I’ve been blowing the Jurassic Express trumpet for weeks now, but it may surprise you, or not depending on if you know me, to find out I’m pretty high on Dark Order as well.
There’s always room in my wrestling life for a good old fashioned evil faction, even the Dungeon of Doom, so the Dark Order were always going to find a special place in my dark heart and that’s where they’ll stay, right up until we discover that AEW has “borrowed” the WWE‘s Ministry of Darkness storyline and it really is Christopher Daniels after all.
This was a quality match, with Marko Stunt and Jungle Boy fighting valiantly until the Dark Order picked up the win, and was made even better after the bell when Luchasaurs, who was conspicuous by his absence throughout the proceeding action, showed up to lay waste to most of the order until he was jumped by Evil Uno and Grayson.
Then when all looked lost for the boys from the jungle, SCU stormed the ring to make the save, sending everyone home happy and making me glad that I’d decided to stick around for the entire show, instead of shutting it off and crying in the corner about the state of wrestling these days as I had initially planned to do after the first 35 minutes had rolled by.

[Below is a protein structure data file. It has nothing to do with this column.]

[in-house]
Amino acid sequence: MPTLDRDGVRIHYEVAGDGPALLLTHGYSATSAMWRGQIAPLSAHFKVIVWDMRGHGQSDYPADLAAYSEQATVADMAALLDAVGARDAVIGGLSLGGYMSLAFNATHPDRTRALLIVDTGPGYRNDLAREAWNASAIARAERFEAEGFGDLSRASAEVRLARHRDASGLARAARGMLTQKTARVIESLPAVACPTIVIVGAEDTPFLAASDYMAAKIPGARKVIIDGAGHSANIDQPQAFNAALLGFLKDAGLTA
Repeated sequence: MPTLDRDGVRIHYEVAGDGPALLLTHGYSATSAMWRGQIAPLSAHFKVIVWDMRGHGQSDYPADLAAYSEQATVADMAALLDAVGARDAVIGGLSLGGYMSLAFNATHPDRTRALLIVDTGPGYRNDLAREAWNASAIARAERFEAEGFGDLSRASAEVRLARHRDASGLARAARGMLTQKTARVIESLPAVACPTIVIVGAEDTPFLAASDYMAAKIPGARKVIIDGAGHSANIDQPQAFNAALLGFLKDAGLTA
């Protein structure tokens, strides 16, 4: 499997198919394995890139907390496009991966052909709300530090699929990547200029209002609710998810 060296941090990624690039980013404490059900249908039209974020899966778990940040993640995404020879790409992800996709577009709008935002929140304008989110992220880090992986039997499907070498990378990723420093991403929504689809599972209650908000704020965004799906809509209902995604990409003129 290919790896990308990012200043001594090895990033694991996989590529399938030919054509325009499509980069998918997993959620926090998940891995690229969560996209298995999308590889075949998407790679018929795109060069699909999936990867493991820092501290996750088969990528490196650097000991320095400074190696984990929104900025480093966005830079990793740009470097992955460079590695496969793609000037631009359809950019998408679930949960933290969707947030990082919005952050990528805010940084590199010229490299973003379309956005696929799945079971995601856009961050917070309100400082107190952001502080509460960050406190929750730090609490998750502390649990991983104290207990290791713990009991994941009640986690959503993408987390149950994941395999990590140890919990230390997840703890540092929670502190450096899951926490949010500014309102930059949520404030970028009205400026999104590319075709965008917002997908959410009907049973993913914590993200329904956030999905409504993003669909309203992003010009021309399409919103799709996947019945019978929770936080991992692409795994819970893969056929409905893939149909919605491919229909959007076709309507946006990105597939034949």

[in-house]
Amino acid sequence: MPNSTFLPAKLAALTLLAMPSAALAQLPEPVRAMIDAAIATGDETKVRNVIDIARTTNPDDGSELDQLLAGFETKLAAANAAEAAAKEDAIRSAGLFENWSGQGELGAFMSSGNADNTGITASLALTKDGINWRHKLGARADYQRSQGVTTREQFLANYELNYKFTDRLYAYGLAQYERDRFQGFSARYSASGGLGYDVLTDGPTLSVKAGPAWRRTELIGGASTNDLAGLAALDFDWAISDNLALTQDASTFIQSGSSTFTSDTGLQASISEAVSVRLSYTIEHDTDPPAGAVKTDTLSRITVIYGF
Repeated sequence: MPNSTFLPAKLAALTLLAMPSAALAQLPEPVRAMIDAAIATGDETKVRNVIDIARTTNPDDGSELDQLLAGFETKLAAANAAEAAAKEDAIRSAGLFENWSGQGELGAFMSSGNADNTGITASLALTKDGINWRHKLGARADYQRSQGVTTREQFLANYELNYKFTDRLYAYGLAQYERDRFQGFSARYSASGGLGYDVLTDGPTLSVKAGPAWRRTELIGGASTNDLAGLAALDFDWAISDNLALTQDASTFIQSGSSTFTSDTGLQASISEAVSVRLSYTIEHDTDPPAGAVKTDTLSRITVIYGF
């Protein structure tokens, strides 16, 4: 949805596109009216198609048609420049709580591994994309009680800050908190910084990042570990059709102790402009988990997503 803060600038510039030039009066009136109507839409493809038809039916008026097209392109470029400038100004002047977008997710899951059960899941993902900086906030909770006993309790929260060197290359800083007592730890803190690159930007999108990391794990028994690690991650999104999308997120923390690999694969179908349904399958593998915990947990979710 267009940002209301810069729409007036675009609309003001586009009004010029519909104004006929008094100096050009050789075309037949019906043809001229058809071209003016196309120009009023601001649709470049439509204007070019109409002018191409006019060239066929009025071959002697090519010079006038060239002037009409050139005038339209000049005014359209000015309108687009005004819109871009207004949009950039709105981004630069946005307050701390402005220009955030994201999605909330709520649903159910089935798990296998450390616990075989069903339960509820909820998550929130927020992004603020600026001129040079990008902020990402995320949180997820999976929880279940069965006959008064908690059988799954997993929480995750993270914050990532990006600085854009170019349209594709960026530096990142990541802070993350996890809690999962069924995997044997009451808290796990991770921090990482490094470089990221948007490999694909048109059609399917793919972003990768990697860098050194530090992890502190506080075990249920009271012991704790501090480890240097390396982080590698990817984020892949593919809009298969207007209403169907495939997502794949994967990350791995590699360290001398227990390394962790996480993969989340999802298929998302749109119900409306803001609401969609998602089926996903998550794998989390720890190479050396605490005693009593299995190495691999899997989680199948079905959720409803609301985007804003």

Winners: Dark Order
This wasn’t a good episode.
In fact, if it hadn’t been for the final match then there’s a very good possibility that this would’ve gone down in history as the worst AEW Dark ever.
The problem here isn’t just about styles failing to gel, pacing being off, and far too green rookies being allowed in the ring, the over-riding factor is that the format of the show isn’t designed to be viewed.
They’re dark matches, the kind of thing you get before and after the main event to give some time to wrestlers who aren’t usually featured, as well as budding new talent, and to send the crowd home happy with some of your favorites closing everything out.
And this would be fine if they hadn’t decided to film it and stick it on YouTube.
Once you do that then the general wrestling public expects a certain amount of quality from your product and even though we’re not dumb enough to expect the kind of thing AEW Dynamite will deliver, we certainly want something more than amateur hour.
Sadly, this week, that’s what we got and with all the talk being how TNT wants to put this show on their network then I pray that AEW has something up their sleeves or this is gonna get canceled faster than the Osbournes: Reloaded.